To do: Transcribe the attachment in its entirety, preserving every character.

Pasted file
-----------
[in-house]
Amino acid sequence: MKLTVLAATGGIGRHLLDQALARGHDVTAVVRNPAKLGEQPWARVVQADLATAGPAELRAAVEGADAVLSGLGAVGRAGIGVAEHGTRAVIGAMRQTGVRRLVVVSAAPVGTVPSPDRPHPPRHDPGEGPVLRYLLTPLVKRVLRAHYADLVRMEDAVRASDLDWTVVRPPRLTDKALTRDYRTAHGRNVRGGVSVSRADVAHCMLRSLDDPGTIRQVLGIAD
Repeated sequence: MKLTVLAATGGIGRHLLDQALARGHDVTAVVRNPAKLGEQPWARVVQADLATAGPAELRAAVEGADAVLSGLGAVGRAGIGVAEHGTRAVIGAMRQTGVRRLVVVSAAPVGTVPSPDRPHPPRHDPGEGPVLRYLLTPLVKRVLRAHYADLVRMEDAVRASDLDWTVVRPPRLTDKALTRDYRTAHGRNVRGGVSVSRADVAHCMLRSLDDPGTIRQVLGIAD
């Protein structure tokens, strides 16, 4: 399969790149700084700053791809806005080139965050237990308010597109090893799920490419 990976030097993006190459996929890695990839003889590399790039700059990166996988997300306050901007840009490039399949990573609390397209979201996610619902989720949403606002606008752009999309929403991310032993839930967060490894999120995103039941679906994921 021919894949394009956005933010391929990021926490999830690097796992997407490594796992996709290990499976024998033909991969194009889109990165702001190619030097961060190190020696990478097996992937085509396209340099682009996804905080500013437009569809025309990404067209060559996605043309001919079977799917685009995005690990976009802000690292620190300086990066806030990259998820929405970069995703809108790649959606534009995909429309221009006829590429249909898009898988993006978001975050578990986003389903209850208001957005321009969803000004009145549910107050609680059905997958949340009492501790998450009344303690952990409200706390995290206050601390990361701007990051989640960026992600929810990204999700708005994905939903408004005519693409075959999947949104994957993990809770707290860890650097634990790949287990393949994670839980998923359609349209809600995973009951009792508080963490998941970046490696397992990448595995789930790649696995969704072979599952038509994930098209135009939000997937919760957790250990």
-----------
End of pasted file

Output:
[in-house]
Amino acid sequence: MKLTVLAATGGIGRHLLDQALARGHDVTAVVRNPAKLGEQPWARVVQADLATAGPAELRAAVEGADAVLSGLGAVGRAGIGVAEHGTRAVIGAMRQTGVRRLVVVSAAPVGTVPSPDRPHPPRHDPGEGPVLRYLLTPLVKRVLRAHYADLVRMEDAVRASDLDWTVVRPPRLTDKALTRDYRTAHGRNVRGGVSVSRADVAHCMLRSLDDPGTIRQVLGIAD
Repeated sequence: MKLTVLAATGGIGRHLLDQALARGHDVTAVVRNPAKLGEQPWARVVQADLATAGPAELRAAVEGADAVLSGLGAVGRAGIGVAEHGTRAVIGAMRQTGVRRLVVVSAAPVGTVPSPDRPHPPRHDPGEGPVLRYLLTPLVKRVLRAHYADLVRMEDAVRASDLDWTVVRPPRLTDKALTRDYRTAHGRNVRGGVSVSRADVAHCMLRSLDDPGTIRQVLGIAD
């Protein structure tokens, strides 16, 4: 399969790149700084700053791809806005080139965050237990308010597109090893799920490419 990976030097993006190459996929890695990839003889590399790039700059990166996988997300306050901007840009490039399949990573609390397209979201996610619902989720949403606002606008752009999309929403991310032993839930967060490894999120995103039941679906994921 021919894949394009956005933010391929990021926490999830690097796992997407490594796992996709290990499976024998033909991969194009889109990165702001190619030097961060190190020696990478097996992937085509396209340099682009996804905080500013437009569809025309990404067209060559996605043309001919079977799917685009995005690990976009802000690292620190300086990066806030990259998820929405970069995703809108790649959606534009995909429309221009006829590429249909898009898988993006978001975050578990986003389903209850208001957005321009969803000004009145549910107050609680059905997958949340009492501790998450009344303690952990409200706390995290206050601390990361701007990051989640960026992600929810990204999700708005994905939903408004005519693409075959999947949104994957993990809770707290860890650097634990790949287990393949994670839980998923359609349209809600995973009951009792508080963490998941970046490696397992990448595995789930790649696995969704072979599952038509994930098209135009939000997937919760957790250990």